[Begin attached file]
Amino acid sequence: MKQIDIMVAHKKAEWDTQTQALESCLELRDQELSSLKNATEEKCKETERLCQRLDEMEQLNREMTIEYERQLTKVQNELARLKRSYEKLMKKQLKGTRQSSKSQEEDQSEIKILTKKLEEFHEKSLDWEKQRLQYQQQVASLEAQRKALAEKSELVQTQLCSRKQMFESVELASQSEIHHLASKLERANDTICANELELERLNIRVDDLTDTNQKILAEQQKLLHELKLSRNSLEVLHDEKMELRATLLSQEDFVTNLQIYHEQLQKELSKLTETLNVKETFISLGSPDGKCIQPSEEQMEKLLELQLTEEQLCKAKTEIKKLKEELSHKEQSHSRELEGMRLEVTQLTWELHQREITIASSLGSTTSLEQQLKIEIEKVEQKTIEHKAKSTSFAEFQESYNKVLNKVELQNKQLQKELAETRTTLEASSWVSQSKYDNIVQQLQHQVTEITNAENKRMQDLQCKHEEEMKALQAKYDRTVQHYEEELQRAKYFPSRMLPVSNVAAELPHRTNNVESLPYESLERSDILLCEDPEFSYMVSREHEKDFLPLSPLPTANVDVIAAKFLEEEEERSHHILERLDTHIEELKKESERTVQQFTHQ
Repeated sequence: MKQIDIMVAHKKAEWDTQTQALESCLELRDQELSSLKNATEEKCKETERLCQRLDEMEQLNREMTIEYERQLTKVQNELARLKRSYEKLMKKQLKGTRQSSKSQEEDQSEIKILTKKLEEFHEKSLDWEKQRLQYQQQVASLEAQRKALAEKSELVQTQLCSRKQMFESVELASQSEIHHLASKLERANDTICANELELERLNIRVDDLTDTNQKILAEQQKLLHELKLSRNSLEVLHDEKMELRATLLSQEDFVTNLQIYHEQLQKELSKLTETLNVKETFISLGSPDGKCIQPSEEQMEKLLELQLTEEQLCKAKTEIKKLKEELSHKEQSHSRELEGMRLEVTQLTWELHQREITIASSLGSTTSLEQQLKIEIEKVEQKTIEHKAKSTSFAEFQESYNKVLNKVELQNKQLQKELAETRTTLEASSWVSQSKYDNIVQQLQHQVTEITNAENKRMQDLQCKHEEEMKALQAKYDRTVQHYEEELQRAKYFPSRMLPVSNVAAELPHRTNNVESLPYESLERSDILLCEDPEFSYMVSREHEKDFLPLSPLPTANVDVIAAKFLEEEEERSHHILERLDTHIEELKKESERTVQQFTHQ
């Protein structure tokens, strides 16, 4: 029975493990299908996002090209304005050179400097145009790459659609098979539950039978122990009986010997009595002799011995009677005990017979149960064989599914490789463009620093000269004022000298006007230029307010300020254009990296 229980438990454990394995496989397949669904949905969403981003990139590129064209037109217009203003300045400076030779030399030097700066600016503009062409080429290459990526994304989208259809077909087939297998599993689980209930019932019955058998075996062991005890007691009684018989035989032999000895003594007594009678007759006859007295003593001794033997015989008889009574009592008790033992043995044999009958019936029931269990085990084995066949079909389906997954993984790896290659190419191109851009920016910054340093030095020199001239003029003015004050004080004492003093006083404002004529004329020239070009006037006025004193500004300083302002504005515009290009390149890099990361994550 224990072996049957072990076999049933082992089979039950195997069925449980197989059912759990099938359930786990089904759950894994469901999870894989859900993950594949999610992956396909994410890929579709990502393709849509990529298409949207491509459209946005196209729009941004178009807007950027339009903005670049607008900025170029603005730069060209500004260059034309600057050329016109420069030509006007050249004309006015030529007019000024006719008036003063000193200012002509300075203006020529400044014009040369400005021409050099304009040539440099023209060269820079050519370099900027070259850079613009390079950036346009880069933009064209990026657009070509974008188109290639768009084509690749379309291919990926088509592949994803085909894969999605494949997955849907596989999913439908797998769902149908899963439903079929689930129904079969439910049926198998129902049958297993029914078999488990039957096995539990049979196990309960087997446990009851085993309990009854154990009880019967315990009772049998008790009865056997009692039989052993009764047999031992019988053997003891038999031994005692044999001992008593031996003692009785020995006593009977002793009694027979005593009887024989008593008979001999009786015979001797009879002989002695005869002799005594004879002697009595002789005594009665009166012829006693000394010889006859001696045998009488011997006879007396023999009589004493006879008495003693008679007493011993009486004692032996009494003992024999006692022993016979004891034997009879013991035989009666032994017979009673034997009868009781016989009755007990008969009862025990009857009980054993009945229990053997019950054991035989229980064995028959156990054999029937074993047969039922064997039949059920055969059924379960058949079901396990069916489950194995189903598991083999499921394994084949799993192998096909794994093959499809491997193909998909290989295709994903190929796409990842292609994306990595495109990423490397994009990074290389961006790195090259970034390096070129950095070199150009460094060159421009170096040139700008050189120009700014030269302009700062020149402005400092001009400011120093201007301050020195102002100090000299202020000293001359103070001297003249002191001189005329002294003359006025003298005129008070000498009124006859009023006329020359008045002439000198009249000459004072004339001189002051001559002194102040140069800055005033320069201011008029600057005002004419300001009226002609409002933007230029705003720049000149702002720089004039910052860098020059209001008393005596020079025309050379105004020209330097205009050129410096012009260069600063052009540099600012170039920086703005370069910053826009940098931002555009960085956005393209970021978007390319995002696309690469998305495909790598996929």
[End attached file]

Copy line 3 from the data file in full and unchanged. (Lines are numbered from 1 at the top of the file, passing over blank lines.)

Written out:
């Protein structure tokens, strides 16, 4: 029975493990299908996002090209304005050179400097145009790459659609098979539950039978122990009986010997009595002799011995009677005990017979149960064989599914490789463009620093000269004022000298006007230029307010300020254009990296 229980438990454990394995496989397949669904949905969403981003990139590129064209037109217009203003300045400076030779030399030097700066600016503009062409080429290459990526994304989208259809077909087939297998599993689980209930019932019955058998075996062991005890007691009684018989035989032999000895003594007594009678007759006859007295003593001794033997015989008889009574009592008790033992043995044999009958019936029931269990085990084995066949079909389906997954993984790896290659190419191109851009920016910054340093030095020199001239003029003015004050004080004492003093006083404002004529004329020239070009006037006025004193500004300083302002504005515009290009390149890099990361994550 224990072996049957072990076999049933082992089979039950195997069925449980197989059912759990099938359930786990089904759950894994469901999870894989859900993950594949999610992956396909994410890929579709990502393709849509990529298409949207491509459209946005196209729009941004178009807007950027339009903005670049607008900025170029603005730069060209500004260059034309600057050329016109420069030509006007050249004309006015030529007019000024006719008036003063000193200012002509300075203006020529400044014009040369400005021409050099304009040539440099023209060269820079050519370099900027070259850079613009390079950036346009880069933009064209990026657009070509974008188109290639768009084509690749379309291919990926088509592949994803085909894969999605494949997955849907596989999913439908797998769902149908899963439903079929689930129904079969439910049926198998129902049958297993029914078999488990039957096995539990049979196990309960087997446990009851085993309990009854154990009880019967315990009772049998008790009865056997009692039989052993009764047999031992019988053997003891038999031994005692044999001992008593031996003692009785020995006593009977002793009694027979005593009887024989008593008979001999009786015979001797009879002989002695005869002799005594004879002697009595002789005594009665009166012829006693000394010889006859001696045998009488011997006879007396023999009589004493006879008495003693008679007493011993009486004692032996009494003992024999006692022993016979004891034997009879013991035989009666032994017979009673034997009868009781016989009755007990008969009862025990009857009980054993009945229990053997019950054991035989229980064995028959156990054999029937074993047969039922064997039949059920055969059924379960058949079901396990069916489950194995189903598991083999499921394994084949799993192998096909794994093959499809491997193909998909290989295709994903190929796409990842292609994306990595495109990423490397994009990074290389961006790195090259970034390096070129950095070199150009460094060159421009170096040139700008050189120009700014030269302009700062020149402005400092001009400011120093201007301050020195102002100090000299202020000293001359103070001297003249002191001189005329002294003359006025003298005129008070000498009124006859009023006329020359008045002439000198009249000459004072004339001189002051001559002194102040140069800055005033320069201011008029600057005002004419300001009226002609409002933007230029705003720049000149702002720089004039910052860098020059209001008393005596020079025309050379105004020209330097205009050129410096012009260069600063052009540099600012170039920086703005370069910053826009940098931002555009960085956005393209970021978007390319995002696309690469998305495909790598996929």